Preparing For the HESI-C Test Review

I’ve been a nursing student for years and I took the 4th Edition HESI exam in July of 2021. I took the exam online. It was very easy to understand, and I got through it very quickly. I started having some difficulties with questions on the test, however, after I took the practice test and returned it to the publisher they sent me the latest version of the exam. That exam was the fourth edition and I’ll talk about what those differences are in a second.

When I was taking the previous exam I had a bit of trouble getting through the questions and getting the right answers, but I didn’t really know that much about how the questions were answered, or where the correct answers were. So I just read the book and practiced till I got all the way through answering every question and then I marked the questions off my list. I didn’t do any type of review before taking the exam. I figured that I would just sort of wing it!

In this case I learned a lot of things from the HESI review. It turned out that the most important aspect of taking the exam is timed. There are only forty-eight hours during which to take the exam, and if you are a nursing student you need to have the time! You can’t put off taking the exam until next year, you will get in big trouble if you do. I found that my time was better spent doing practice tests, practicing answering nursing questions, and keeping my mind sharp by reading constantly.

The HESI exam review gave me a few tips that I can put into practice immediately. First of all, read your textbook before taking the test. I skimmed over the chapter titles and questions in the book repeatedly to make sure I understood the material well. Next I scheduled my quiet time. I usually try to schedule thirty minutes at night for review and to revise.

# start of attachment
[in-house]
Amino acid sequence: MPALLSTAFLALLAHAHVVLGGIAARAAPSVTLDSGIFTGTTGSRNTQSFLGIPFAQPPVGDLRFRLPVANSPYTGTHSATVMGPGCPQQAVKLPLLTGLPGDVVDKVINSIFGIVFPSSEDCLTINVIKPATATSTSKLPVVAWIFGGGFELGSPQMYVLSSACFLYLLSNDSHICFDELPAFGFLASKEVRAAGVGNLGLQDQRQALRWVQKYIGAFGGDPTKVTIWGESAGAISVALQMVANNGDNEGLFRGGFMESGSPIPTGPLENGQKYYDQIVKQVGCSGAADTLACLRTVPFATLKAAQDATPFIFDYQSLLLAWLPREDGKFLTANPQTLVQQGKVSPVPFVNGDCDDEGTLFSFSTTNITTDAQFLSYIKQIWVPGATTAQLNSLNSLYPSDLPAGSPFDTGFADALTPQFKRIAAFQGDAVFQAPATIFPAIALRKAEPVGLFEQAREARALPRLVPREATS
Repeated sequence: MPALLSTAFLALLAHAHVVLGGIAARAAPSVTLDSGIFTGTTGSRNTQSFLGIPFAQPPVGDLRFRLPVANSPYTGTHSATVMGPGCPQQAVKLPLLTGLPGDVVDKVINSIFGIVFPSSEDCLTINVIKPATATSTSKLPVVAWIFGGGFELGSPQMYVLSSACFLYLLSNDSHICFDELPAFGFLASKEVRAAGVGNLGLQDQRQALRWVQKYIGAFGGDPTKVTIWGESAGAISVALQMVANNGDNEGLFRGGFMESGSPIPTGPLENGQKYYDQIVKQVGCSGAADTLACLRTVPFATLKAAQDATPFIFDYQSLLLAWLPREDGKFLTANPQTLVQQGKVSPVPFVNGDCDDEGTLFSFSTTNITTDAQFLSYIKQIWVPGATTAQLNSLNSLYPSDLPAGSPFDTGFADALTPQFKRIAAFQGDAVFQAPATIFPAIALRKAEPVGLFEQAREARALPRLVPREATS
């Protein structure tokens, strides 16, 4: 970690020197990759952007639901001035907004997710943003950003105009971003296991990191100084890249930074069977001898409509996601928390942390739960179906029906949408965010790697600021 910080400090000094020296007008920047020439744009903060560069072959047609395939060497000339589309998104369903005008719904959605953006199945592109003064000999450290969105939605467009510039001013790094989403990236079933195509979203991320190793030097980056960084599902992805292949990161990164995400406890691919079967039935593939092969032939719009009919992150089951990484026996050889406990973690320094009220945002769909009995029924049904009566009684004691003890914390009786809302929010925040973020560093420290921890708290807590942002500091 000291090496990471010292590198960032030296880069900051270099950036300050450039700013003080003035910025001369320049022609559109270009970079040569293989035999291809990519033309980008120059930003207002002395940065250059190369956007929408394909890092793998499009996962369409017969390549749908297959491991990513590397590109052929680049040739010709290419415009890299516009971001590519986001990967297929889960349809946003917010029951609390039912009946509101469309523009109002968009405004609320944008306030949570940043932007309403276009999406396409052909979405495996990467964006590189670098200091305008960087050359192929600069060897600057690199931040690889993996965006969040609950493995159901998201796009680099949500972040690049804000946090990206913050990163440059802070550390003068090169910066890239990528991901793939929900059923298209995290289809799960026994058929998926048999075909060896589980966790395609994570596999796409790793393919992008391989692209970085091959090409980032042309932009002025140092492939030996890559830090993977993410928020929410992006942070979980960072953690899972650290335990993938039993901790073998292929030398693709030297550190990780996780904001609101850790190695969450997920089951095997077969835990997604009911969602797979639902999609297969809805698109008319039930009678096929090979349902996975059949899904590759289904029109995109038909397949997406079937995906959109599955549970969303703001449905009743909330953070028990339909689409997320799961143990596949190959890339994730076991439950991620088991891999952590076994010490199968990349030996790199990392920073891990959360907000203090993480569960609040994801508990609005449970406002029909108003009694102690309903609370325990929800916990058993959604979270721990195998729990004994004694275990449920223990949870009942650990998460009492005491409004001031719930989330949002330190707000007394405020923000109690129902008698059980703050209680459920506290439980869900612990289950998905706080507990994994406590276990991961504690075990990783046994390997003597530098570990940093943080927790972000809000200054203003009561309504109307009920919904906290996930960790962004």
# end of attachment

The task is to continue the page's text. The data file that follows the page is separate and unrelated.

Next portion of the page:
Another great tip is to know how many questions you are going to get before you take the exam. I did not think that I needed this, but I soon found that I did. When you see the total number of questions on the test page, it becomes clearer how much time you need to take. If you know this number in advance you can save a lot of time by not rushing through it.

When reviewing I started by looking at the topics covered and tried to match those topics with actual scenarios. I reviewed the nursing topics that pertain to patient care, administration of anesthesia, laboratory procedures, and more. Then I reviewed those same topics but in order to apply them I had to write a practice test. This process of writing practice tests made me aware of the types of questions I might be asked.

Finally, I reviewed the four sections in the exam: Principles and Practice, Medical Terminology, Medical Ethics, and Medical History and Current Literature. I did not take the Principles and Practice section, but it did not come up. The Medical Terminology section is easy, just write the name of the medical terms that you want to know. For Medical Ethics, again write the name of the medical term that you want to know. I thought this section was the easiest, but there is nothing on it in the text book so I did not have any help there.

After I reviewed all four sections I went over my answers and worked on my strategy. I took about one hour before I turned in the test. The reason I took so much time before I turned in the exam is because I had so many thoughts in my head and also I did not want to spend a lot of time replaying the scenarios in my mind over again in preparation for the exam. It ended up taking me three and a half hours before I turned in the exam.